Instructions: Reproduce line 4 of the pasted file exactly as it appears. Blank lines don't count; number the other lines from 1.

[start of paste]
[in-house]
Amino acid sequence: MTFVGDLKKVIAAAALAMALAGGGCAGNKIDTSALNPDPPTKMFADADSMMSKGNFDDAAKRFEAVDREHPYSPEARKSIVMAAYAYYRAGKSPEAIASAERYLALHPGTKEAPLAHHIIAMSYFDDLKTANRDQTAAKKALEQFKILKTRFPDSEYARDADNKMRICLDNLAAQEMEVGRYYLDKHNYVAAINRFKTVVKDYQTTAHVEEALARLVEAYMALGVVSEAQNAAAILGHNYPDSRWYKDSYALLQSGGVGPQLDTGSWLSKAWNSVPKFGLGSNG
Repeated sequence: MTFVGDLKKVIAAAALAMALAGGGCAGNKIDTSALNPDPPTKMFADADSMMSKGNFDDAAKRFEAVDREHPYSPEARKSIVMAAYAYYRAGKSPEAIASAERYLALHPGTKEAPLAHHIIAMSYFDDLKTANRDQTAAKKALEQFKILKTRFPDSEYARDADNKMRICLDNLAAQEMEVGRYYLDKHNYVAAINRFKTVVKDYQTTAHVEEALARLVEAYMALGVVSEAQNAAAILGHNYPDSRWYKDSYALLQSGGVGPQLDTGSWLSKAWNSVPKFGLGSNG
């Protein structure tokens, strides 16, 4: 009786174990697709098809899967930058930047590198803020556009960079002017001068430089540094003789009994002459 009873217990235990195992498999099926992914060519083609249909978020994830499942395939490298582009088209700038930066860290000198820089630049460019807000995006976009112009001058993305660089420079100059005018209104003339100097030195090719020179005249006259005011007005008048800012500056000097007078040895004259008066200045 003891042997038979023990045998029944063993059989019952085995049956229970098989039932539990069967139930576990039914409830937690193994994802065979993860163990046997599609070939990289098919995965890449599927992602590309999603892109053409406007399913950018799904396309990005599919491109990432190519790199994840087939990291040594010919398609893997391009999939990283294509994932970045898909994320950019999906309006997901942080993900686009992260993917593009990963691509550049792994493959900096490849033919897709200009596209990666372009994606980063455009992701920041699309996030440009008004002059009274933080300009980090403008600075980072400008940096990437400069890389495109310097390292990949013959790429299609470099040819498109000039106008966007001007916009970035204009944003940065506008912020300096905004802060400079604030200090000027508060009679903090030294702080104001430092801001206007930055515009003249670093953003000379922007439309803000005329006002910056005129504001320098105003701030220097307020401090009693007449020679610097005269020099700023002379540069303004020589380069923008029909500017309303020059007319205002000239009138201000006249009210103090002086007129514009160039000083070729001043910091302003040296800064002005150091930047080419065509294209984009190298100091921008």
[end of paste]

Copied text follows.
């Protein structure tokens, strides 16, 4: 009786174990697709098809899967930058930047590198803020556009960079002017001068430089540094003789009994002459 009873217990235990195992498999099926992914060519083609249909978020994830499942395939490298582009088209700038930066860290000198820089630049460019807000995006976009112009001058993305660089420079100059005018209104003339100097030195090719020179005249006259005011007005008048800012500056000097007078040895004259008066200045 003891042997038979023990045998029944063993059989019952085995049956229970098989039932539990069967139930576990039914409830937690193994994802065979993860163990046997599609070939990289098919995965890449599927992602590309999603892109053409406007399913950018799904396309990005599919491109990432190519790199994840087939990291040594010919398609893997391009999939990283294509994932970045898909994320950019999906309006997901942080993900686009992260993917593009990963691509550049792994493959900096490849033919897709200009596209990666372009994606980063455009992701920041699309996030440009008004002059009274933080300009980090403008600075980072400008940096990437400069890389495109310097390292990949013959790429299609470099040819498109000039106008966007001007916009970035204009944003940065506008912020300096905004802060400079604030200090000027508060009679903090030294702080104001430092801001206007930055515009003249670093953003000379922007439309803000005329006002910056005129504001320098105003701030220097307020401090009693007449020679610097005269020099700023002379540069303004020589380069923008029909500017309303020059007319205002000239009138201000006249009210103090002086007129514009160039000083070729001043910091302003040296800064002005150091930047080419065509294209984009190298100091921008």